4. In support of the first contention it is argued, that as the jurisdiction of the Lower Appellate Court is founded upon the provisions of the Code of Civil Pocedure, and Section 562 is limited in its application to cases where a suit has been disposed of by the first Court on a preliminary point and the decision of that Court on such preliminary point is reversed, and Section 564 expressly provides that the Appellate Court shall not remand any case for a second decision except as provided in Section 562, we must hold that the erroneous remand of a case under Section 562 is an act of the Lower Appellate Court in excess of its jurisdiction, or in other words is an error affecting the jurisdiction of the Lower Appellate Court, and therefore not cured by Section 578.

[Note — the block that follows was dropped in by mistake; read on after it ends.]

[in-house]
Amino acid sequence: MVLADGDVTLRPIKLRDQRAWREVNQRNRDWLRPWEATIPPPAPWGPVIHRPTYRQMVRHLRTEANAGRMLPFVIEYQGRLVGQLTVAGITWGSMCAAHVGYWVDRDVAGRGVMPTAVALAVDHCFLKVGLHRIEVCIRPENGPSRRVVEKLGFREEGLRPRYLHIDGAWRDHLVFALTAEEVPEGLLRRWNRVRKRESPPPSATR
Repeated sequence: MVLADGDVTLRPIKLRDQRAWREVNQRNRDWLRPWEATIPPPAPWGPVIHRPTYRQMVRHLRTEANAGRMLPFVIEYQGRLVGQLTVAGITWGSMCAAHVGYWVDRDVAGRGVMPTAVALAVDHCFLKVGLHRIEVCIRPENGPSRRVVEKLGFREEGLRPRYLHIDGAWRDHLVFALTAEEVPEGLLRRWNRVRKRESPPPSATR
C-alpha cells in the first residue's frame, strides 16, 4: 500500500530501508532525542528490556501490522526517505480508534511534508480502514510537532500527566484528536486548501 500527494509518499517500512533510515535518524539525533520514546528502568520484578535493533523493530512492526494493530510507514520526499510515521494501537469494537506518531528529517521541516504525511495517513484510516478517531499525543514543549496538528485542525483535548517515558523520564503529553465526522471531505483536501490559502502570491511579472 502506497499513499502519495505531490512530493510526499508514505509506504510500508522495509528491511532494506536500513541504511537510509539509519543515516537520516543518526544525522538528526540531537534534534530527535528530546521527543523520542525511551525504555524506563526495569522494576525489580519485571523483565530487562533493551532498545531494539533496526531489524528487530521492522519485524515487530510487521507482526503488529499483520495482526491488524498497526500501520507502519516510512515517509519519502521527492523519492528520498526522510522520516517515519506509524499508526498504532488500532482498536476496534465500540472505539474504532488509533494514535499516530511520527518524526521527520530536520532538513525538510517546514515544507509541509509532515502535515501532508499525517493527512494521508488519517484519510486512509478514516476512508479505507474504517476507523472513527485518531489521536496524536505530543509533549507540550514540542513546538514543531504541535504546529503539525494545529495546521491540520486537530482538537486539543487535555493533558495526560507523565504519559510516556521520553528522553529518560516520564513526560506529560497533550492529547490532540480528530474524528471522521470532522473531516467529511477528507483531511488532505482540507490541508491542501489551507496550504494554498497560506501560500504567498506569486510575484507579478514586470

5. In support of the contention stated above, the learned vakil for the appellant relies upon the oases of Rameshur Singh v. Sheodin Singh (1889) I.L.R. 12 All. 510 Subba Sastri v. Balachandra Sastri (1894) I.L.R. 18 Mad. 421 and Mahesh Chandra Das v. Madliub Chunder Sirdar (1868) 2 B.L.R. (Short notes) XIII mainly, and incidentally upon certain other eases which are not necessary to be noticed just now.
6. We shall first consider the argument based upon the language of the Civil Procedure Code, and then deal with the authorities cited in support of it.